HomeGroupsTalkMoreZeitgeist
Search Site
This site uses cookies to deliver our services, improve performance, for analytics, and (if not signed in) for advertising. By using LibraryThing you acknowledge that you have read and understand our Terms of Service and Privacy Policy. Your use of the site and services is subject to these policies and terms.

Results from Google Books

Click on a thumbnail to go to Google Books.

Loading...

Outsiders Within: Writing on Transracial Adoption (2006)

by Jane Jeong Trenka, Julia Chinyere Oparah, Sun Yung Shin

MembersReviewsPopularityAverage ratingConversations
753351,438 (3.7)None
"Explores transracial adoption from adopted adults' perspectives using memoir, reflective/analytical essays, poetry, artwork, film critique, psychology, sociology, critical race, reproductive justice, more. Discusses reasons children become available for international adoption (war, poverty, structural inequities), ramifications of the colorblind ideal for adoptees (dealing with racism, cultural alienation, emotional isolation)"--Provided by publisher.… (more)
Loading...

Sign up for LibraryThing to find out whether you'll like this book.

No current Talk conversations about this book.

Showing 3 of 3
Outsiders Within reveals, while transracial adoption is a practice traditionally considered benevolent, it often exacts a heavy emotional, cultural, and even economic toll. Through compelling essays, fiction, poetry, and art, the contributors to this landmark publication carefully explore this most intimate aspect of globalization. Finally, in the unmediated voices of the adults who have matured within it, we find a rarely-considered view of adoption, an institution that pulls apart old families and identities and grafts new ones.

Moving beyond personal narrative, these transracially adopted writers from around the world tackle difficult questions about how to survive the racist and ethnocentric worlds they inhabit, what connects the countries relinquishing their children to the countries importing them, why poor families of color have their children removed rather than supported—about who, ultimately, they are. In their inquiry, they unseat conventional understandings of adoption politics, ultimately reframing the controversy as a debate that encompasses human rights, peace, and reproductive justice. Selected Reading Questionnaire.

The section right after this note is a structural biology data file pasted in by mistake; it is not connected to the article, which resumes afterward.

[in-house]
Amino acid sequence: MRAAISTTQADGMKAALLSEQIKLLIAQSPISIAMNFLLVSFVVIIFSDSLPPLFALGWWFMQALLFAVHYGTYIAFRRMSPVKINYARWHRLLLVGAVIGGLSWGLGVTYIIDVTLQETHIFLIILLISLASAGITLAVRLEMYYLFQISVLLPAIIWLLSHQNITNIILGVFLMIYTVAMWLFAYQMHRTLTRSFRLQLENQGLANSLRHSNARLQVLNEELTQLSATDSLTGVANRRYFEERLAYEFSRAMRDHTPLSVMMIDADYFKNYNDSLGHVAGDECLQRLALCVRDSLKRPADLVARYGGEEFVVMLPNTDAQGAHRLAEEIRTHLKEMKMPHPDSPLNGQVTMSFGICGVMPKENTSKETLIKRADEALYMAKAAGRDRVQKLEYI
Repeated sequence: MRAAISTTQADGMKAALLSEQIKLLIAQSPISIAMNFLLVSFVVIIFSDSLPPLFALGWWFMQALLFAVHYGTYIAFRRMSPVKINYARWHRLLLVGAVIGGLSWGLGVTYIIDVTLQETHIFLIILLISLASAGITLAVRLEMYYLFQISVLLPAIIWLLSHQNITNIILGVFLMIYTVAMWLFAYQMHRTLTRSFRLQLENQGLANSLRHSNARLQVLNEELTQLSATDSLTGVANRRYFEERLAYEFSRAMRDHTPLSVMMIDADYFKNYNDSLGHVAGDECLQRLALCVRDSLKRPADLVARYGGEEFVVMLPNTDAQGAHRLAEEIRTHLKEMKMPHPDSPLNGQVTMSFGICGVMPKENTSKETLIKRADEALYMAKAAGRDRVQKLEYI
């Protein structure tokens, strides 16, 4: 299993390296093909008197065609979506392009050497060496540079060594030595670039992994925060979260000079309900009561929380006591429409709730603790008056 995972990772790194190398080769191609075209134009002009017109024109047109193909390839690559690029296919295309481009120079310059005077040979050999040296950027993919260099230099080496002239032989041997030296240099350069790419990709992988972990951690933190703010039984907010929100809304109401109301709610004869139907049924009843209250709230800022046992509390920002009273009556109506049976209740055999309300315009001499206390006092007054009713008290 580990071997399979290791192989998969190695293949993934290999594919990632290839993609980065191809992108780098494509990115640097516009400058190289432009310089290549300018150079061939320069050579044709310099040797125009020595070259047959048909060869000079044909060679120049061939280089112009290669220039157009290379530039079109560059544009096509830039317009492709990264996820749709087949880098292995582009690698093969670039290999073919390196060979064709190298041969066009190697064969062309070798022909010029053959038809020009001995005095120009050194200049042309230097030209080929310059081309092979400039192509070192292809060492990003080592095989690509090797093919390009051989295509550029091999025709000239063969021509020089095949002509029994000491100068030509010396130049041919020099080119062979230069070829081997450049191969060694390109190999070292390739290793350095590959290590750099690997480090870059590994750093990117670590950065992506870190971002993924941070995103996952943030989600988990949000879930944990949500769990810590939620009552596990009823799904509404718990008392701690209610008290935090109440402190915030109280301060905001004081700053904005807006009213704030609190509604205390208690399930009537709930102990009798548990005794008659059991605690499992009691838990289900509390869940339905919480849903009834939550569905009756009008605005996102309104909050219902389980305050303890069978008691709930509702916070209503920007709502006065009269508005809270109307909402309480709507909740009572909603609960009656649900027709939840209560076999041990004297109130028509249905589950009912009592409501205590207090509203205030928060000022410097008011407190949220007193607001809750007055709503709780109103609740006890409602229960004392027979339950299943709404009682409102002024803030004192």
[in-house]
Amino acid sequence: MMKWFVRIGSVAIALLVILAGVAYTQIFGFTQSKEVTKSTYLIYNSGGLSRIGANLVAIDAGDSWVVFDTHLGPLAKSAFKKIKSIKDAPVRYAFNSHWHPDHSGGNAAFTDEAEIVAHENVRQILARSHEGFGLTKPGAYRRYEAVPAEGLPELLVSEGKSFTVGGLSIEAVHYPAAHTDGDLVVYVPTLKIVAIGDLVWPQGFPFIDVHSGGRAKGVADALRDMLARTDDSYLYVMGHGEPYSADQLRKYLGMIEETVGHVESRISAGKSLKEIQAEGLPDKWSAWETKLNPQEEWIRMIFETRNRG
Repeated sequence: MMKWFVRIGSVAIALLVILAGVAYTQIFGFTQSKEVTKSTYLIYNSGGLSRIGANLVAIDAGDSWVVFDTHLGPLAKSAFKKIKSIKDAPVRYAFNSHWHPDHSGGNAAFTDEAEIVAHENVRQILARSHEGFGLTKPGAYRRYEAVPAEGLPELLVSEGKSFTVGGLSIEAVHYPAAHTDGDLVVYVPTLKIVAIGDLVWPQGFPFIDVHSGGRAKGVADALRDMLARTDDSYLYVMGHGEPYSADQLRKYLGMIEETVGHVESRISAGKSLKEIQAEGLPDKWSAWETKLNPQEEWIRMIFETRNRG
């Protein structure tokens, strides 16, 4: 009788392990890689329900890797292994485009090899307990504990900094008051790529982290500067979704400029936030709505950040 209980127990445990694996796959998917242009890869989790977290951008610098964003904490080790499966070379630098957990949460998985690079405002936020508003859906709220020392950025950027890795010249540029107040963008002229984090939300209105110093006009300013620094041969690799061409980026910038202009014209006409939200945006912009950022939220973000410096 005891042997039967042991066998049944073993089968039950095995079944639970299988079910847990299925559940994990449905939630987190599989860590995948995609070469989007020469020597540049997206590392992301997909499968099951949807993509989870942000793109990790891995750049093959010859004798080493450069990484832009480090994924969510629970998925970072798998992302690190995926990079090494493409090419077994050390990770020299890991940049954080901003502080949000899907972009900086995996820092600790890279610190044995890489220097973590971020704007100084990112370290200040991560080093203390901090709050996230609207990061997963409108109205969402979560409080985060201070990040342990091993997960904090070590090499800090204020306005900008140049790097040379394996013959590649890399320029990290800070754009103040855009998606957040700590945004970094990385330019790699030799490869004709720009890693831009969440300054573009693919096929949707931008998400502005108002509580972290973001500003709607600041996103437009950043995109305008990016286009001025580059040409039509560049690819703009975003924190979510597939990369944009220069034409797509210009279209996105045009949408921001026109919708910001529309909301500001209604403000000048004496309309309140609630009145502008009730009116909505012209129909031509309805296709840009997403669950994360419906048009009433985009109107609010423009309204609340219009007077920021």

ACRF | Aug 1, 2022 |
Outsiders Within is a really interesting anthology that covers a lot of issues surrounding transracial and transnational adoption. It is very thorough and covers not only the problems that many adoptees have faced over the years, but why transnational adoption has occurred in such great numbers and asks the important questions such as why have the underlying reasons behind transnational adoption not been addressed?

It was interesting to see one of the side-effects of the women's movement in the 1970s. With fewer young women being coerced into carrying unplanned pregnancies to term and giving the babies up for adoption, upper and middle class white couples experienced a dearth of white babies to adopt, hence they turned to other countries for adoption. ( )
  lemontwist | Jan 3, 2010 |
This was a difficult book to read. It is made up of "stories" or articles written by adult transracial/national adoptees. As an adoptive parent I like to read what the experts are saying as they reach adulthood. This book is not a place to look for a warm fuzzy.

The articles are written by different nationalities, all with their own experiences and stories to tell. Most have something they wish their adoptive parents had done differently -- but most also say they still have wonderful relationships with those parents even as they point out the hard stuff.